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Final hurrah? Will Bennie Boatwright and Chimezie Metu return for their junior year?

USC sophomore forwards Chimezie Metu and Bennie Boatwright produced outstanding efforts in the NCAA tournament. Now the duo must individually decide whether each is ready for the NBA or would be best served returning for their junior season.

Chimezie Metu went toe-to-toe with Baylor All-American forward Johnathan Motley for much of USC’s NCAA tournament Round of 32 battle that came down to the wire before the Bears pulled out an 82-78 win. In a matchup that might eventually be seen at the next level, Metu shined in the spotlight. He produced perhaps his finest game to date. He made 11 of his 14 field goal attempts for 28 points, second most by a USC player in NCAA tournament history behind John Rudometkin’s 31 in 1960. 

Metu’s points didn’t all come from slams either. While he did have some nice throwdown dunks, he produced a very well-rounded offensive effort showcasing his entire arsenal. 

He showed his shot-making ability when he caught the ball with his back to the basket, dribbled back against Motley before spinning and shooting a fadeaway jumper from about 15 feet over his left shoulder. Metu faced up and knocked down the deep mid-range jumper from 17 feet. He displayed his low-post moves with a shoulder shimmy to the right before pivoting to the middle of the paint for a jump hook. He powered in and spun to his left hand to finish. 

“I just felt my teammates were giving me the ball in the right spots and I was just trying to make plays,” Metu said.

He also showed he could catch the tough pass and find his teammates with passes as well. He made all six of his free throws, added five rebounds, had a steal and an assist.

Metu's game has taken such impressive strides from his freshman season at USC, earning him the Pac-12 Most Improved Player award. He learned how to better control his body and what shots to go after as a shot blocker after constantly being in foul trouble last year. The coaching staff corrected his shooting motion, getting the ball out in front of his head and his shooting has taken off. He improved his mid-range game and his shooting percentage increased from 51.8 to 54.3 percent even though he’s taking more shots and being expected to be a big offensive weapon. His free throw shooting jumped from 51.3 percent to 73.2 percent and he even knocked down one of the two threes he attempts.

“Chimezie was one of the most improved players in the Pac-12 this year for a good reason,” USC head coach Andy Enfield said. “You saw his skill development, his size, and he's had a tremendous season for us with Bennie Boatwright being out 18 games.”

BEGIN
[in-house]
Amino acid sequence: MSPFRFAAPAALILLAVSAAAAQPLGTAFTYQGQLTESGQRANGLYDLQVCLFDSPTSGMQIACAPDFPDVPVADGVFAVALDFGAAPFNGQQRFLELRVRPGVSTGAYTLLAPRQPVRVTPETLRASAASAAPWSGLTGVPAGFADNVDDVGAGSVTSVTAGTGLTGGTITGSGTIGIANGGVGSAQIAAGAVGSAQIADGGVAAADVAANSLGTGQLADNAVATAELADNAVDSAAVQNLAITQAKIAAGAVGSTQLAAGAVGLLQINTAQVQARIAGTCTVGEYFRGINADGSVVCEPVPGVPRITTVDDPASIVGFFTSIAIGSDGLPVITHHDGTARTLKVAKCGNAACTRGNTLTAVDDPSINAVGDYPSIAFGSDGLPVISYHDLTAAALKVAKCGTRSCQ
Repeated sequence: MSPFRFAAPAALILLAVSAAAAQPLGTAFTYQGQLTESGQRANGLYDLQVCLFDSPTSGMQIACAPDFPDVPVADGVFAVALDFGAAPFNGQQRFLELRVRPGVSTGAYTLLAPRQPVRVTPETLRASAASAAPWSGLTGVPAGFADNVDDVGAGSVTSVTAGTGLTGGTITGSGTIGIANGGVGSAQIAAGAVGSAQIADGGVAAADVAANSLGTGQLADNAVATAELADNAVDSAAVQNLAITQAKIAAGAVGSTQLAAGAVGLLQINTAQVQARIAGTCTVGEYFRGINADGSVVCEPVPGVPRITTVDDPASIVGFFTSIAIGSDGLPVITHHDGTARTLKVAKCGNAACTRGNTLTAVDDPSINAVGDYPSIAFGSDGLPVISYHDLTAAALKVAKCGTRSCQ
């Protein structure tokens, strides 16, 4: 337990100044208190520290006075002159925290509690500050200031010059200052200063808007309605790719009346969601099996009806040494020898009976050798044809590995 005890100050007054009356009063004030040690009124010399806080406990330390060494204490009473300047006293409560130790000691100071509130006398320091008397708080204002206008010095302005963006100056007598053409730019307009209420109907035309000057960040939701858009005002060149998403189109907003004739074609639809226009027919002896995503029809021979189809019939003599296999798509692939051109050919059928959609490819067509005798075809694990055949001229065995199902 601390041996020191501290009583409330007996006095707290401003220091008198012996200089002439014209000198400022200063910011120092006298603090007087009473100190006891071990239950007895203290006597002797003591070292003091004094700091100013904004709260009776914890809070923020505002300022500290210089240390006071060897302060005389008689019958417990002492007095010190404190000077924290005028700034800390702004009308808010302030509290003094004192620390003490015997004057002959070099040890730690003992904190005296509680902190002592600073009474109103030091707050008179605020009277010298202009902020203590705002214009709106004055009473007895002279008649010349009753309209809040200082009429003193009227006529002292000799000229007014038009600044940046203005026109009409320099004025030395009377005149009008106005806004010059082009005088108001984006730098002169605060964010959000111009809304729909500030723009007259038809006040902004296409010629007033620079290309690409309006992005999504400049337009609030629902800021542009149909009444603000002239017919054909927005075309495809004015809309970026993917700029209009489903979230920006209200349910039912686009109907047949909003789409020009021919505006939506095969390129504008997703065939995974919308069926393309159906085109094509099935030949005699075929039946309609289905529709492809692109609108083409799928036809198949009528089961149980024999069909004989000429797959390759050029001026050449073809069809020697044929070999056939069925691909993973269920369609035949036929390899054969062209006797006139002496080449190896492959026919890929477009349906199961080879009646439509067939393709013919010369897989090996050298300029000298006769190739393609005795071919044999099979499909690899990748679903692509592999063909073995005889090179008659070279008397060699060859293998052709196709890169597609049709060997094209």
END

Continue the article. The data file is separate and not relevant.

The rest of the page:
Obviously, there is still room for improvement for Metu, but the question now becomes whether that improvement will come at USC or in a professional league elsewhere. It’s is highly likely he would be a second round draft pick right now, but the real question is he good enough to work himself into the first round where there is a guaranteed contract. With another offseason that showed just half the jump he made from his freshman to sophomore years, Metu would likely be a no-doubter in the first round next season, but he and his family has to decide which risk/reward situation is best.

Fellow sophomore forward Bennie Boatwright scored 16 points on 6 of 11 shooting, including making four of his nine 3-pointers. He added five rebounds three assists an a steal in 36 minutes. He could also leave USC early to enter the NBA draft. Boatwright has guard skills at 6-foot-10, which make him an offensive matchup nightmare. He can take big guys outside and little guys inside. He showed a willingness to be more physical inside this year at times, but like Metu, he needs to get stronger before he’s tries to bang against someone like DeMarcus Cousins. 

When he doesn’t force the action and lets his shots come naturally within in the flow of the offense, Boatwright is a dominant college basketball player, but an early entree would come with plenty of questions for NBA executives. The stretch forward doesn’t have a true position he can guard on the defensive side right now. He has to improve his lateral quickness, which was doubly affected this season by offseason hip surgery to repair a labral tear and then by the severely sprained MCL knee ligament he suffered at the end of November. 

Boatwright and Metu are both extremely inexperienced in certain regards. Boatwright hasn’t played 1300 minutes in his career yet (which is only slightly more than what Jordan McLaughlin played this season) while Metu is still a relative new to the sport, not having played as long as his peers growing up, even though you can’t tell by the way he plays on the court.

With USC’s season over, the waiting game now begins. Players have until 11:59 p.m. ET on Apr. 23 to submit early-entrant paperwork to the NBA to be considered for the NBA Draft Combine and draft. The NBA Draft Combine is on May 9-14 and limited to players that are invited based on a vote of NBA teams. Last year, neither Julian Jacobs or Nikola Jovanovic were invited to the combine and both went undrafted. Regardless of an invite to the combine, college underclassmen have until 10 days after the NBA combine to choose whether to remain draft eligible or to withdraw their name from the draft pool and retain their college eligibility.

So will Boatwright and/or Metu stay or have their playing days at USC come to a close? As of now, it appears no decision has been made...just yet:

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